A very clearly written book on a widespread misunderstanding among most European politicians about how to deal with the recession. The suffering of tens of millions of people, especially in the Southern European countries, has been aggravated by bad policies, that have deepened the economic recession. Even though the IMF now acknowledges that the policies of austerity have had an adverse effect, hardly any European politician can get their mind around the fact that they have been collectively wrong. "Everybody" agreed on this, they will say. The most amazing thing for me is how they seem not to be aware how groupthink can be pushed in a certain direction, a wrong direction in the case at hand, by a small number of influential people, who were wrong -- even though their profession is based on the skill of pushing public opinion in order to change the way reality is seen. How can they believe that they themselves are not susceptible to this kind of perception manipulation, while they believe everyone else is?! This book does the public a great service by setting things right.
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VINE VOICEon 29 August 2013
Format: Hardcover|Vine Customer Review of Free Product( What's this? )
A concise and accessible run through of the economic history of austerity, and an essential primer for anyone still under the (mis)apprehension that the current `sovereign debt crisis' is the cause, rather than effect of our economic malaise.

One might think that debunking the idea of `expansionary fiscal contraction' is rather like shooting fish in a barrel, but a lot of money has been poured into shoring up the ideology that it supports, so any ammunition expended in its refutation is never wasted.

Mark Blyth comprehensively demolishes the real world examples given for the efficacy of the economic equivalent of blood-letting, while detailing the genesis of the theories underpinning the practice, from Locke, Hume and Smith, through Ricardo and on to the Austrian and Italian schools of `Austerianism'.

The big question of how such an absurd theory could have captured the discourse so comprehensively is easily answered by looking at the beneficiaries of `the project' - the mobile elite who, to coin a phrase, have `never had it so good'. When the rocket-fuelled gains of the securitisation process inevitably fell back to earth, the only way those with their hands on the policy levers could protect the positions of those they served was to impose financial repression on the masses through cuts in wages and pensions and the privatisation of health and education. It is no surprise that the last 5 years has seen some of the biggest rises in recorded income and wealth inequality in history - and that's before taking the massive expansion of tax havens into account (see: Nicholas Shaxon'sTreasure Islands: Tax Havens and the Men who Stole the World.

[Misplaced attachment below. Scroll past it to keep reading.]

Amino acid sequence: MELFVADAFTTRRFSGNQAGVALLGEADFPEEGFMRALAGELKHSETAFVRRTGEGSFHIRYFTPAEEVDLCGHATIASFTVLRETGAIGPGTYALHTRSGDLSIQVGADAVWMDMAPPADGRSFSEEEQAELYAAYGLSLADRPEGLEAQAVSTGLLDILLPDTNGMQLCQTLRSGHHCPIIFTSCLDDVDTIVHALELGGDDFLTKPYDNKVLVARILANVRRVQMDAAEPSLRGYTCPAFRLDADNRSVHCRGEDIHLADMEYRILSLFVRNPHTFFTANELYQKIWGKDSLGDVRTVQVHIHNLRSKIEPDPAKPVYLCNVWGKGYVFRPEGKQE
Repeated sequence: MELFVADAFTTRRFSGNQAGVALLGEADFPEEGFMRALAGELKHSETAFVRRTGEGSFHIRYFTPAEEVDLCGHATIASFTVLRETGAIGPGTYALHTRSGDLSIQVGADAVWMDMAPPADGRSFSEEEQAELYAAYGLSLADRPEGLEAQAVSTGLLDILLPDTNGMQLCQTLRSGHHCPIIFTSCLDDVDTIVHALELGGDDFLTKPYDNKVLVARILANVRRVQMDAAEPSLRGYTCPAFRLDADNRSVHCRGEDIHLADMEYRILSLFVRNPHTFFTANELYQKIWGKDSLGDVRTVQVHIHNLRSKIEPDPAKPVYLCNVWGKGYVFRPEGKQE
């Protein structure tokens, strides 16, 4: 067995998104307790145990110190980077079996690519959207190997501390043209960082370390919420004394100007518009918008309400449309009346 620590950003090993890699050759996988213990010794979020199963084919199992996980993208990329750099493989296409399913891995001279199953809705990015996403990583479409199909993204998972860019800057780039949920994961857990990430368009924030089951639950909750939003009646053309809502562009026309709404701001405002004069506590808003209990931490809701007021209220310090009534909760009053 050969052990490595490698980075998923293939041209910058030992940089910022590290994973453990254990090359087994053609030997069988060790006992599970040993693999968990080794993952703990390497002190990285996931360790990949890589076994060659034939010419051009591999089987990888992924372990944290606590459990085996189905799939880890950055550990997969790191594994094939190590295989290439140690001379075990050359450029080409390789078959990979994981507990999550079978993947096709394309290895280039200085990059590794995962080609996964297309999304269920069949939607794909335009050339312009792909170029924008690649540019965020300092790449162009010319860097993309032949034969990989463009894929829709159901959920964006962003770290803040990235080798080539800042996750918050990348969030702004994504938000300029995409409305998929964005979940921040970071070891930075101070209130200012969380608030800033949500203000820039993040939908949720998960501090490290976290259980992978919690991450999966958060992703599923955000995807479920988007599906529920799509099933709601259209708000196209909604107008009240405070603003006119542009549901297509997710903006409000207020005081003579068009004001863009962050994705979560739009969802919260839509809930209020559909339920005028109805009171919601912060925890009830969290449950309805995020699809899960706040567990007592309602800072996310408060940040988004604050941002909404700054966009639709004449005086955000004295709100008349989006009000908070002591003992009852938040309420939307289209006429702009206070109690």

At root of the problem is the fact that much orthodox economic theory, from the Wealth of Nations (Wordsworth Classics of World Literature) on lays its foundations on the sand of the fallacy of composition - the idea that individual self-interest must inevitably lead to the optimum allocation of resources, that the outcomes of the choices of individuals and firms will always negate the negative externalities that fall on other individuals and firms. Without that essential building block much of the facade of liberal economics begins to crumble.

Although touching on the tenet that endures across the orthodox economic spectrum, from Krugman to Mankiw, that banks are merely intermediaries between `patient' lenders and `impatient' borrowers, Blyth could have said more about the monetary system in a fiat, post-gold, system wherein lies the capacity for private commercial banks to endogenously create credit without having to draw on deposits - thus facilitating the massive multiples of leverage that broke the banks and landed the debt on the public balance sheets.

The author also has little to say about the outright, state-sponsored fraud that became endemic to the system as it went off balance sheet (as highlighted by Robert Sherrill in his savage indictment of the `looting decade' of the 1980s, and Satyajit Das's more recent expose of the banking world in Traders, Guns and Money: Knowns and Unknowns in the Dazzling World of Derivatives (Financial Times Series)).

Sadly, Blyth's final conclusions are not that convincing - it's unlikely that, short of revolution, any real reversion to the tax policies that accompanied the growth periods of the post-war years is on the horizon - even if the alternative is a dystopian Robocop future. Never have so many been shafted so much by so few - and yet, like the frog on simmer, the apathy and inertia grows.

The message one is left with is the one the author begins with: the social mobility that he benefited from growing up in a period of social democracy is already a thing of the past, with student debt levels ensuring that places at the best universities once more become a badge of privilege, while low income graduates enter a lifetime of debt servitude. Ironically, many of those who engineered the brave new world of financial weapons of mass destruction had benefited from that era of social mobility that saw them move from blue-collar obscurity to become Masters of the Universe, and are now busily kicking away the ladder.

Also recommended: John Cassidy's excellent history of economic ideology: [How Markets Fail: The Logic of Economic Calamities] [by: John Cassidy]
Naomi Klein on the political underpinning of the Chicago School: The Shock Doctrine: The Rise of Disaster Capitalism
David Harvey: A Brief History of Neoliberalism